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The NES controller connector has D0, D3, and D4 lines. D1 and D2 are not present. Standard controllers use D0, as does the Four Score. Zapper, Power Pad, and Arkanoid controller use D3 and D4. Software compatibility wasn't an issue in the design of the protocol because Famicom software expecting D1 would have to be modified anyway.

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PostPosted: Fri Apr 12, 2019 11:03 am 
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tepples wrote:
The NES controller connector has D0, D3, and D4 lines. D1 and D2 are not present. Standard controllers use D0, as does the Four Score. Zapper, Power Pad, and Arkanoid controller use D3 and D4. Software compatibility wasn't an issue in the design of the protocol because Famicom software expecting D1 would have to be modified anyway.

Hmm... with D1 and D2, are you talking about the lines used by the hardwired player 1 and 2 controllers of the famicom? Because I'm pretty sure those are the same as used by controller 1 and 2 for the NES, as the NES version of Solstice can only be played using the hardwired controller 1 when played on a famicom. I think this might actually be the case with a lot of western developed games for this reason. Japanese games on the other hand would often accept both controller 1 and 3 as the same, so that you could use an external controller for player 1 on a famicom.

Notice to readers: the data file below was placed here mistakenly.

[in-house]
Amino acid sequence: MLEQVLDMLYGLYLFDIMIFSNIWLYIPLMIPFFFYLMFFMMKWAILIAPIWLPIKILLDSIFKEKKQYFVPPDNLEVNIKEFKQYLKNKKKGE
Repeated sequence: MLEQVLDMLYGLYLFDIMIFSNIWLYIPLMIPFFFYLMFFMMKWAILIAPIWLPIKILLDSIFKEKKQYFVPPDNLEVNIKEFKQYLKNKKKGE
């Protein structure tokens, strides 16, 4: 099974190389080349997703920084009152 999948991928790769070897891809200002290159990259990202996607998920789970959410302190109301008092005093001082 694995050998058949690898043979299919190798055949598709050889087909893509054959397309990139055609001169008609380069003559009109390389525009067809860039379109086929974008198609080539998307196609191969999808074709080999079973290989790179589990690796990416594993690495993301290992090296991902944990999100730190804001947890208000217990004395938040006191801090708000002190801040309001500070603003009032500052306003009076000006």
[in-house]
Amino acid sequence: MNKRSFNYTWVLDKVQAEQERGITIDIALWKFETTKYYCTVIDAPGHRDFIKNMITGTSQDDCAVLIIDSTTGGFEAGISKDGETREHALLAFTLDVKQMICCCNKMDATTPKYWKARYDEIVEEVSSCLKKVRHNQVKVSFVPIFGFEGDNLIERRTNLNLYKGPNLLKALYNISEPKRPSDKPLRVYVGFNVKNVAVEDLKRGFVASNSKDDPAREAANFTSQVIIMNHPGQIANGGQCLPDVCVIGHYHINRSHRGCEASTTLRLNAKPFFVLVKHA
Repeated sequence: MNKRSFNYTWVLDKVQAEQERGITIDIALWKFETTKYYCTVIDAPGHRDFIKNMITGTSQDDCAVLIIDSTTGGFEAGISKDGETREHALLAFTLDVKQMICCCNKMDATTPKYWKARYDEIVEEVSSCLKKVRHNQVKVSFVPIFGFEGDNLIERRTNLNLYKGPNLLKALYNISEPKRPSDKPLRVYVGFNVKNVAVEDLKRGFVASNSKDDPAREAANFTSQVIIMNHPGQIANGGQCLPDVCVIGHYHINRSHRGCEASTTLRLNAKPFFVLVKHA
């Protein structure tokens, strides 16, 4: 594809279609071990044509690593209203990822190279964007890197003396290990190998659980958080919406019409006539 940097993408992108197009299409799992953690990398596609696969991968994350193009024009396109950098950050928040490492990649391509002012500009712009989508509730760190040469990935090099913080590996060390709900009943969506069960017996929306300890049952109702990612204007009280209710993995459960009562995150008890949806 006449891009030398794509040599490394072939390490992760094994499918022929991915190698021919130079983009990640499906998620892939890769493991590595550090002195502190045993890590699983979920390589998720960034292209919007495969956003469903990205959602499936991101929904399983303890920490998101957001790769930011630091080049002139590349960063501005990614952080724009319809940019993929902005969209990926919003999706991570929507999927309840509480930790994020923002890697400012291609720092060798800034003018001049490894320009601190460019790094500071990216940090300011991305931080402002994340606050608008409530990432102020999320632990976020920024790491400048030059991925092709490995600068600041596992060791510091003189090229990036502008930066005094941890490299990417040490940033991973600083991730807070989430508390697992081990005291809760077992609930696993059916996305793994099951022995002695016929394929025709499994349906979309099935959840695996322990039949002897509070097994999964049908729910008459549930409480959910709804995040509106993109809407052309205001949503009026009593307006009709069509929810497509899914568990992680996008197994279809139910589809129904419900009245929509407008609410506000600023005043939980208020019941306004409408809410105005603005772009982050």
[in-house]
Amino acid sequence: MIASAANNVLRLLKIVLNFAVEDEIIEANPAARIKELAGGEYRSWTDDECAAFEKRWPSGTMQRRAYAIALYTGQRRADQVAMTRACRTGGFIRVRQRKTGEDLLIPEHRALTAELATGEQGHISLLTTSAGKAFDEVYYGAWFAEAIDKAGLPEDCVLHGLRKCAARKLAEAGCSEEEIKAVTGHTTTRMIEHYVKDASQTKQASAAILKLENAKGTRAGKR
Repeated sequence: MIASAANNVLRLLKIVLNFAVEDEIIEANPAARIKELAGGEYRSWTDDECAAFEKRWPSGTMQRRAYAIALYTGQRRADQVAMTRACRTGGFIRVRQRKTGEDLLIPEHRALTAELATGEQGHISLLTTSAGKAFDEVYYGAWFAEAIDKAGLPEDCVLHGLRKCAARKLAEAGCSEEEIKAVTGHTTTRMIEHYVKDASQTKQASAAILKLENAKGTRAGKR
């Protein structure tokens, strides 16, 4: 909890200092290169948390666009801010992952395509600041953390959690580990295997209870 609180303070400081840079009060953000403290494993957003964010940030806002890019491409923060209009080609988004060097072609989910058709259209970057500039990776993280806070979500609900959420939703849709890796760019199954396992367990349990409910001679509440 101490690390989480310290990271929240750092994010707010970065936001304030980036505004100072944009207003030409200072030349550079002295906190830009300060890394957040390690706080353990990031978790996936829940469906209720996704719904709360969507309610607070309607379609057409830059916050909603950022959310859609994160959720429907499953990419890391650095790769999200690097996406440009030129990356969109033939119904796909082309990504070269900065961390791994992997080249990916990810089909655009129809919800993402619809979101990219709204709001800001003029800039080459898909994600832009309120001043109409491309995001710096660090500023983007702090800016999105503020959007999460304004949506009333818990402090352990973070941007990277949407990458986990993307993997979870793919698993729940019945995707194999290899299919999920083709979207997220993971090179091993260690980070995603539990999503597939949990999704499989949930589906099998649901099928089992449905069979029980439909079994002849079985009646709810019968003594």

I made an adapter some years ago for using NES controllers on my famicom through the DB15 port using this schematic:

Image

The schematic is confusing and I don't fully remember how I connected it all, but it works. Using the adapter, I am able to play most games as player 1 and 2 with an NES controller. Solstice is one of the few that will only accept the hardwired controller 1 as input. I think maybe Maniac Mansion also did not accept anything but controller 1.

So controller 1 and 2 on the NES must be the same as on the famicom if I am not completely missing something.

EDIT: NVM, I don't think I know what I'm talking about. :D All these data lines and different controller ports make a bird's nest of my mind. I'm probably misunderstanding and you guys probably grasp this waaaay better than me. :beer:


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PostPosted: Fri Apr 12, 2019 11:45 am 
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pwnskar wrote:
Hmm... with D1 and D2, are you talking about the lines used by the hardwired player 1 and 2 controllers of the famicom?
No...

He's talking about the other bits read from $4016 and $4017, see more: nesdevwiki:Standard controller

Quote:
I made an adapter some years ago for using NES controllers on my famicom through the DB15 port using this schematic: